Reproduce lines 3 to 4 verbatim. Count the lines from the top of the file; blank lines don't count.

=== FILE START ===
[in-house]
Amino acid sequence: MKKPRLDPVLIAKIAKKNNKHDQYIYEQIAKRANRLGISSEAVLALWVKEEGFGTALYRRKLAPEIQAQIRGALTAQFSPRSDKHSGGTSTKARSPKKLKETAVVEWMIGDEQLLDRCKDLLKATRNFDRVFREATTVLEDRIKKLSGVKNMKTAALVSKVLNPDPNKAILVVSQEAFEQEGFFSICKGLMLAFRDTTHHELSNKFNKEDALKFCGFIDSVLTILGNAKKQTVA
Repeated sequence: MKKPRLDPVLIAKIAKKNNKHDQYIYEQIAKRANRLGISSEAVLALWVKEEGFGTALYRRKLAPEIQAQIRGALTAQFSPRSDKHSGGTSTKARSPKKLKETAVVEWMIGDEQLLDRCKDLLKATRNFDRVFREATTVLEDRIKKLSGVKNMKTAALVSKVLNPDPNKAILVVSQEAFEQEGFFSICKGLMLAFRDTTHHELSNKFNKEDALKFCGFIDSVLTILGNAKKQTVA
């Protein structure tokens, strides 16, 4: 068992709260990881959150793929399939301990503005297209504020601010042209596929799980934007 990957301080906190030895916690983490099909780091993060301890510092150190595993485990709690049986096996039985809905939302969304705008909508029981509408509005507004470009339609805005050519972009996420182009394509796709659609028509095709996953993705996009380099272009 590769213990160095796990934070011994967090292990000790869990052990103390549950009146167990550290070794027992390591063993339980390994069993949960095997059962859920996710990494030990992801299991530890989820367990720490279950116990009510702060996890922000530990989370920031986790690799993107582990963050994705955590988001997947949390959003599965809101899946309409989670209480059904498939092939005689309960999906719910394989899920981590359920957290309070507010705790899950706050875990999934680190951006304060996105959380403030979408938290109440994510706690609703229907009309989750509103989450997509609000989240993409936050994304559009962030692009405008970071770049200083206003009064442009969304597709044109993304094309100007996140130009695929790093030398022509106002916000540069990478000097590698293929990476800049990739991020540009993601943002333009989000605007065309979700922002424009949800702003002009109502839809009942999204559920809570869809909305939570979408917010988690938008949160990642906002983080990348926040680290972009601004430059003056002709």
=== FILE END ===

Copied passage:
Repeated sequence: MKKPRLDPVLIAKIAKKNNKHDQYIYEQIAKRANRLGISSEAVLALWVKEEGFGTALYRRKLAPEIQAQIRGALTAQFSPRSDKHSGGTSTKARSPKKLKETAVVEWMIGDEQLLDRCKDLLKATRNFDRVFREATTVLEDRIKKLSGVKNMKTAALVSKVLNPDPNKAILVVSQEAFEQEGFFSICKGLMLAFRDTTHHELSNKFNKEDALKFCGFIDSVLTILGNAKKQTVA
């Protein structure tokens, strides 16, 4: 068992709260990881959150793929399939301990503005297209504020601010042209596929799980934007 990957301080906190030895916690983490099909780091993060301890510092150190595993485990709690049986096996039985809905939302969304705008909508029981509408509005507004470009339609805005050519972009996420182009394509796709659609028509095709996953993705996009380099272009 590769213990160095796990934070011994967090292990000790869990052990103390549950009146167990550290070794027992390591063993339980390994069993949960095997059962859920996710990494030990992801299991530890989820367990720490279950116990009510702060996890922000530990989370920031986790690799993107582990963050994705955590988001997947949390959003599965809101899946309409989670209480059904498939092939005689309960999906719910394989899920981590359920957290309070507010705790899950706050875990999934680190951006304060996105959380403030979408938290109440994510706690609703229907009309989750509103989450997509609000989240993409936050994304559009962030692009405008970071770049200083206003009064442009969304597709044109993304094309100007996140130009695929790093030398022509106002916000540069990478000097590698293929990476800049990739991020540009993601943002333009989000605007065309979700922002424009949800702003002009109502839809009942999204559920809570869809909305939570979408917010988690938008949160990642906002983080990348926040680290972009601004430059003056002709």